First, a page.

Tempe is a super-hip college town with big business within walking distance of a vibrant Main Street . . . Mill Avenue, it’s called, if you are into accuracy and stuff. Ncounter’s founders have been in the food business for decades, and it shows. Fair portions, excellent quality, and even more important, healthy and tasty. And great quality. Which is worth mentioning twice, because restaurants usually make their buck off filling you up without regard for sodium and fats. Here, you’ll feel good leaving the table. Hours later, you won’t have “diner indigestion”, for sure!
Rosa Blanca • Philadelphia
IN THE mid-50s, men still wore suspenders. One man with vision, thinking belt sales would eventually far exceed those of suspenders, had just sold his suspenders company and was walking along Chestnut Street near 8th, thinking. He was in the heart of Philadelphia’s vibrant Financial District, and he had a pocket full of money.
He’s offered a business deal in a chance encounter with an acquaintance, the purchase of a cable company in Tupelo, Mississippi. Knowing nothing about cable TV, he nevertheless purchased the company. His name is Ralph Roberts and his company became Comcast.
The Financial District is long gone, along with it’s NewYork-style diners. Change comes to everything, however. Renaissance is striking even this area of Philly. We are graced with a new eatery which makes an authentic Cubano Sandwich for nine bucks [comes with plantain chips]. Clean and shiny, visiting Rosa Blanca @ 707 Chestnut will be a pleasant and memorable experience.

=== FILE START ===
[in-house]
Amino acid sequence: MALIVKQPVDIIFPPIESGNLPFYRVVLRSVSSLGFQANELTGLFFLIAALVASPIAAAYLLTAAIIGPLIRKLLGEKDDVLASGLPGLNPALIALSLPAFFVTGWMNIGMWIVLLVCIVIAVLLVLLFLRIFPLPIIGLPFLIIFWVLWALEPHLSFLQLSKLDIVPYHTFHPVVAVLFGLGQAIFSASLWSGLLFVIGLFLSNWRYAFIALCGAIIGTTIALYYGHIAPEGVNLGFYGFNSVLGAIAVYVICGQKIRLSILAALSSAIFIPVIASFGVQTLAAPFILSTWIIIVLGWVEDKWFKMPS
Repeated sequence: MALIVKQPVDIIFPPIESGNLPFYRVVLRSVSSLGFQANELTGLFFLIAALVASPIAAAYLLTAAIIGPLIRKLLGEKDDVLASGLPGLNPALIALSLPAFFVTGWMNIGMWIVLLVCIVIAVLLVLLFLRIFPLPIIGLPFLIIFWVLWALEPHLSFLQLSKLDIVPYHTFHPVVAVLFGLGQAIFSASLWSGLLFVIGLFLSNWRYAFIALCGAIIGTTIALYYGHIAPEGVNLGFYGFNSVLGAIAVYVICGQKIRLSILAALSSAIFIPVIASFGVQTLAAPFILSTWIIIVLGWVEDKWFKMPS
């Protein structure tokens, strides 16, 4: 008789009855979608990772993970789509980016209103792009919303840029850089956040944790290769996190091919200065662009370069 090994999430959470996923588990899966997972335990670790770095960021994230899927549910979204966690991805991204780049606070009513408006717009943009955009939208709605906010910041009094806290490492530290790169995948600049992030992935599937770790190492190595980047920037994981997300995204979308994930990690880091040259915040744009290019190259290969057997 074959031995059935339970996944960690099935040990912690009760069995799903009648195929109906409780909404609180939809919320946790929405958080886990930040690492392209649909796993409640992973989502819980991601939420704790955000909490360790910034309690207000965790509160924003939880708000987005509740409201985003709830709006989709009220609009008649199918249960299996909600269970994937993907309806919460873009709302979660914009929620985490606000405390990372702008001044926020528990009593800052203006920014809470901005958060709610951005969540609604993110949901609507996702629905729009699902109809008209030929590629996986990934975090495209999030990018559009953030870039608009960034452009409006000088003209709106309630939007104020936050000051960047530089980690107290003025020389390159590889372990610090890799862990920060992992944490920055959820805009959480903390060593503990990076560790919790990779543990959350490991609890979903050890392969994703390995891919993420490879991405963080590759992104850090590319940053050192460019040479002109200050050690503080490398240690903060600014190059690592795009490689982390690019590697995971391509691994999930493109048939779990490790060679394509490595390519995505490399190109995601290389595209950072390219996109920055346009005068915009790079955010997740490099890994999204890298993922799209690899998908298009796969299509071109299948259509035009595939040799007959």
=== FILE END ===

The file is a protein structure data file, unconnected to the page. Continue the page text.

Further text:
Something a little more hearty? Try the Masitas de Puerco, a bowl of fried pork shoulder and other very tasty stuff. The side salad is strongly recommended. Fantastic blending of flavors!
Desert? How about a fruity shake? Morir Sonando Batido is an Orange-Vanilla smoothie well worth five bucks.
It will be very east to over-order in this place. On a date? Stick with one entry and one sandwich and share. You may still need a take-away box.
Sal & Theresa’s Mexican Restaurant • Payson AZ
DRIVING NORTH INTO PAYSON, coming down the hill, you speed right past. Even doing the limit, it’s easy to miss Sal & Theresa’s. On my last trip I was determined to ease off the pedal, grab a cup of coffee, and enjoy the local flavor.
Great idea, it turns out. Sal & Theresa were celebrating their new breakfast menu with 25% off. Although on the road only two hours, a discount in a great-smelling restaurant is a good omen. Trust fate!
Going with the manager’s suggestion, I ordered a breakfast burrito smothered in green enchilada sauce. Perfect! Heaven! After eating, Dan-Dan clued me into the secrets of this restaurant. Authentic cooking with the right seasonings. Simple enough, but not easy!
Fourty-one years ago Sal & Theresa came to the area to work for a local restaurant owner. In time, they had their own restaurants. The American Dream, to put it simply. But working and creating are two different things. What sets this restaurant apart is the authenticity of the food. It’s the real deal. An honest plate. Fair prices, too! Next time you’re driving along The Beeline, keep your eyes peeled for a small restaurant on the east side, up a little rise. Wheel on in, and park yourself for a spell South-of-the-Border.
Cracker Barrel Asiago
READING TERMINAL MARKET Philadelphia boasts a few fantastic vendors. Regularly I saddle up to a short counter for a bowl each of rice & steamed greens with scallions and oyster sauce. Then maybe to the Amish deli case, where you can still lay a dollar on the counter and get a dollar’s meat. Don’t forget the donut maker. Hundreds, nay, thousands, boiled daily in vats of fresh oil. Mmmmmmm donuts.
Today the Health Angel whispered from my shoulder. No donuts. After rice and greens, I happened past a cheese counter the better part of a city block long. If cheese you want, this is the place.
A few weeks ago, the local grocer’s featured a seasonal Cracker Barrel offering, Asiago. A very interesting flavor. Cracker Barrel will sell you a chunk for a fifth of the cheese counter’s price. It is a decent offering. Pairs nicely with olives, pepperoncini, maybe a few crackers.